Language and the Brain: How we learn best
The 16th Annual Language Series will take place on November 6th and 7th, 2015 and feature a keynote presentation by Dr. Mark Bertin, M.D.
Dr. Mark Bertin will lead us in the exploration of how understanding brain development can guide the learning process. Understanding the workings of the brain will facilitate learning and help us to become more effective teachers and care providers. Two of the most vital and proven areas of development that influence learning are language and a set of self-management skills called executive function. Children best thrive in teaching and learning environments that mirror and support typical child development.
About the Language Series
The Language Series supports educators in understanding the critical role that language plays in the social and academic success of all students. The focus of the coming Fall 2015 Language Series is on creating learning environments that are aligned to the way the brain works. This alignment positively impacts students’ learning and their understanding of the world, making use of all of our mental capacities and the multiple pathways of access to content and concepts.
A keynote presentation as well as workshops with experienced practitioners will inspire and engage you through hands-on activities and specific examples. As participants, you will take away concrete ideas for immediate implementation in your setting.
In our Saturday sessions we will explore examples of learning environments that support all learners for academic success. We hope you can come and participate in the exploration of methods and strategies that will enhance your practice by maximizing its potential to serve today's diverse educational settings that may include English language learners as well as students who have difficulties acquiring or developing language.
Supporting Receptive Language Through Transitions and Meetings
This workshop will focus on strategies and routines that support all students, particularly those with receptive language delays, during classroom transitions and meetings. Through viewing video, pictorial and anecdotal data, participants will have the opportunity to learn about how explicit expectations, consistent language, structured routines and interactive meetings can enhance the participation of ALL learners throughout the school day. Participants will be given time to analyze one component of their school day and develop actionable plans to bring newly-found strategies into their classrooms.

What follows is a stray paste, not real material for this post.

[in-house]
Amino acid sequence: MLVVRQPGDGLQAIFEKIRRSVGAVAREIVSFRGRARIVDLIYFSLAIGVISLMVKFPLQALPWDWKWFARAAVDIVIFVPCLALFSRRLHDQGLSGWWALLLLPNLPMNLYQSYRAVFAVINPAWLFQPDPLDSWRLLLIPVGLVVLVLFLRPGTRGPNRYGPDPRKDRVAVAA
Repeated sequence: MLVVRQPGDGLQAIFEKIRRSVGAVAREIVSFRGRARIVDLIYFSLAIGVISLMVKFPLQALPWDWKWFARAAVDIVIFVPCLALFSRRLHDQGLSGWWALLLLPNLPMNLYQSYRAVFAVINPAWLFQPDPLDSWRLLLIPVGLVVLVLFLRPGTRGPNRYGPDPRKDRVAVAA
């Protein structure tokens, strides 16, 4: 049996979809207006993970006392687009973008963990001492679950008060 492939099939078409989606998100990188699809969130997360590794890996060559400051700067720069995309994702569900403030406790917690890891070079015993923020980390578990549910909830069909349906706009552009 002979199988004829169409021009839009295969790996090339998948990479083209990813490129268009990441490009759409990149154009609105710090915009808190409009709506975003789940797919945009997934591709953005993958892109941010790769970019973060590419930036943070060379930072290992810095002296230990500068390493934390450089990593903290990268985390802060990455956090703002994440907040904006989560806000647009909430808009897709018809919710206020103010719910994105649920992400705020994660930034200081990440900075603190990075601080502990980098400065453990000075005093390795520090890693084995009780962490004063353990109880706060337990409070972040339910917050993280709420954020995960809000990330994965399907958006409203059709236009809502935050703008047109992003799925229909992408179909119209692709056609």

Facilitator: Eve Selver-Kassell, M.Ed.
Eve Selver-Kassell, M.Ed. is a Learning Specialist at the Bank Street School for Children. In that capacity, she supports children who are 3-10 years old through pushing into the classroom, consulting with teachers and conducting informal assessments. Prior to working at the Bank Street School, she taught in self-contained, special education settings for seven years in grades K-4. She is dedicated to creating integrated curriculum and using multiple modalities, particularly movement, to support all kinds of learners. Eve is a graduate of Bank Street College with a degree in Childhood Special and General Education. Eve is also certified as a Somatic Movement Therapist and Educator through the Dynamic Embodiment- Somatic Movement Therapy Training program.
Let’s Be Hands On! Using American Sign Language in the Classroom
Introducing American Sign Language (ASL) to students focuses attention on how we communicate, whatever our spoken language, and it helps us practice using our bodies, faces, and especially eyes to support common understanding. In this workshop, participants will learn how ASL can aid in classroom management, multisensory literacy learning, and fine motor development, as well as enrich awareness of linguistic, cultural, and physical diversity. The focus of the workshop will be experiential learning: Participants will join in songs and fun activities to take with them back to school.
Facilitator: Serena Leigh Krombach, M.Ed.
Serena Leigh Krombach, M.Ed. candidate at Bank Street College, grew up with deaf parents and a deaf sibling. She has had a career in book publishing and currently writes and edits for organizations that educate and advocate in the areas of early childhood development, speech and hearing, and Deaf culture and American Sign Language. She teaches American Sign Language to preschool and elementary students at the Congregation Beth Elohim Early Childhood Center and PS 321. Serena also works with the teachers at these schools, as well as with education students at Bank Street, on ways to effectively incorporate American Sign Language into the classroom environment.
The Classroom as a Learning Laboratory: Project-Based Learning and Your Curriculum